Spirit Sol 18

Oops. Due to some overly aggressive sequencing, yesterday's master sequence had a command to wait until a time that was about 18 seconds too late. So the spacecraft, following the rules, rejected it. The ops team noticed and fixed this during the day, so they missed the morning science but got our IDD sequences kicked off.

Another oops, this one mine: I was supposed to be available for some phone interview at 6 AM or so -- a live interview on WITI-6 TV, a Fox affiliate in Milwaukee (save your Mary Tyler Moore jokes). I thought the interview was later in the day. But I called the guy back and got it set up for tomorrow.

But even if everything here on Earth is screwed up, at least Spirit is doing well. Specifically, the MI is healthy and is sending back beautiful data (which everyone immediately crowds around in the science downlink assessment meeting). Arvidson gives everyone a little time to admire the images, then says, "OK, can we get back to work now?" And someone says, "No!"

Courtesy NASA/JPL-Caltech. A microscopic image of Adirondack, showing the fine-grained dust on its surface.

The RAT guy, who's been analyzing the feasibility of using the RAT on Adirondack, praises the "fabulous RSVP tools." It's not really my stuff he's praising here, it's Frank's visualization stuff and Jeng's kinematic stuff more than anything else. I'm filled with pride anyway. He shows pictures from RSVP simulations and pictures from their New York labs demonstrating that they can RAT the chosen spots. Naturally, since this is the first Mars use of the RAT, they're going to be careful, applying only about 60N of force (about what you feel when you hold a 13-pound bowling ball). They can ratchet it up to 100N of force (about 22 pounds) later.

LTP points out a rock that resembles an ammonite and jokes that we've found evidence of invertebrate life on Mars. (But if it were an ammonite, that would count as evidence of a Martian ocean. Hello, free shrimp!) More seriously, he cautions against the desire to check out every little thing, speaking of it as a "trap."

Later, the SOWG is its usual self. It turns out I'm not the only one who finds it a grueling experience: when I tell him I'm here on my day off, Mike Malin calls me a glutton for punishment.


Anonymous said...

Just wanted to thank you again for sharing. This has become a daily read for me.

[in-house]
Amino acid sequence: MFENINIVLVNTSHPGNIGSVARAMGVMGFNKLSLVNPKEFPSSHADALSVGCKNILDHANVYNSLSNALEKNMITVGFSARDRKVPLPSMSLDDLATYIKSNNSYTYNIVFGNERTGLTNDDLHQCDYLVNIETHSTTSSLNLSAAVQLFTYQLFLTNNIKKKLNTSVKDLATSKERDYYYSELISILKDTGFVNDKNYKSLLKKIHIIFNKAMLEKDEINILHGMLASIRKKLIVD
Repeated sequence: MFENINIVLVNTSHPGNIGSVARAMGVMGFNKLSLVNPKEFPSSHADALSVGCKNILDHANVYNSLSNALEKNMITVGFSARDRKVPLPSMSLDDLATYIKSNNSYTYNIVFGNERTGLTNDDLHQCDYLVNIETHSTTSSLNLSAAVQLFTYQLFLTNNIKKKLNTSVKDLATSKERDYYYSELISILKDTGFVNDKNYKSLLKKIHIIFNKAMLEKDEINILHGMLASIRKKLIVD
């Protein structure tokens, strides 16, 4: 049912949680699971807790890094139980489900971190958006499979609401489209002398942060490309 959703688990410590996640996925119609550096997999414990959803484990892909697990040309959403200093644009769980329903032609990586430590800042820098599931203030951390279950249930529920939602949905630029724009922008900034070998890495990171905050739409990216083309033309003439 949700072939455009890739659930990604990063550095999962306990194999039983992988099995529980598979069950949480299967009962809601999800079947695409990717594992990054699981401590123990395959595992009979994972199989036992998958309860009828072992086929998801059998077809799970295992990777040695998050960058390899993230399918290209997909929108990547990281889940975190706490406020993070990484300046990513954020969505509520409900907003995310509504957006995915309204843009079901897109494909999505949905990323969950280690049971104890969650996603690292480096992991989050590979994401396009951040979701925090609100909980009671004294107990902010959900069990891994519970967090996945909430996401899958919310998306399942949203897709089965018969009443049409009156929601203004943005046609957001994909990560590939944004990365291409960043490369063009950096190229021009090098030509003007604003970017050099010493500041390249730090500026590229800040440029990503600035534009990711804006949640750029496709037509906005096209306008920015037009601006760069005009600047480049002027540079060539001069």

I'm an aerospace engineering student at the University of Texas at Austin getting bogged down in coursework and wondering what the hell I was thinking. This is a great reminder of why we aerospace engineer--it's freaking awesome.

Scott Maxwell said...

@Anonymous Hey, terrific! Thanks for telling me that. I can relate: I got pretty burned out in grad school and almost quit. You can bet I'm glad I didn't. Hang in there!

Anonymous said...

Hi Scott, this blog is terrific. I really enjoy reading it and I surely will for the next 5 years ;) (must be a hard work for you to update it).
Thank you so much. I do feel like I were at rover driver too ;)

btw Could you post a glossary with the most common technical terms (like SOWG). It would make it easier to read.

Scott Maxwell said...

@Yarp Great idea, though I don't know a nice way to do that within Blogger. Is there some way I can set up a static page with that info within Blogger, without making it a blog post (which I'd have to keep updating)? Or do I just need to set up a separate page outside of the blog itself? (Which I can definitely do, I'm just looking for the best approach.)

Sorry for the dumb question; I haven't really learned my way around the service yet. Ideas welcome -- and I'm glad to hear you're enjoying the blog! Keep reading!

Anonymous said...

Hi Scott,
Oh yes I will keep reading, I'm already hooked and poor lil' Spirit the lame is my favorite rover.
I don't know blogger at all, so I did a google search (Just in order to help you a bit) on the subject:
blogger static pages
Here are 2 pages I selected. They both describe the same technique which is rather trivial.
What I don't see is how difficult it is to add the pseudo static pages link to the blog.

Scott Maxwell said...

@Yarp Thanks for the info! I now have a running glossary here:


There's also a link to it on the sidebar.

I'll continue defining terms in footnotes when they first appear, but I'll also add them to the glossary as I go. Let me know if I overlook anything, and thanks again for the suggestion and the helpful links!

Anonymous said...

Thanks, very helpful. And the persons too.
And yep, I knew who Steve Squyres is ;)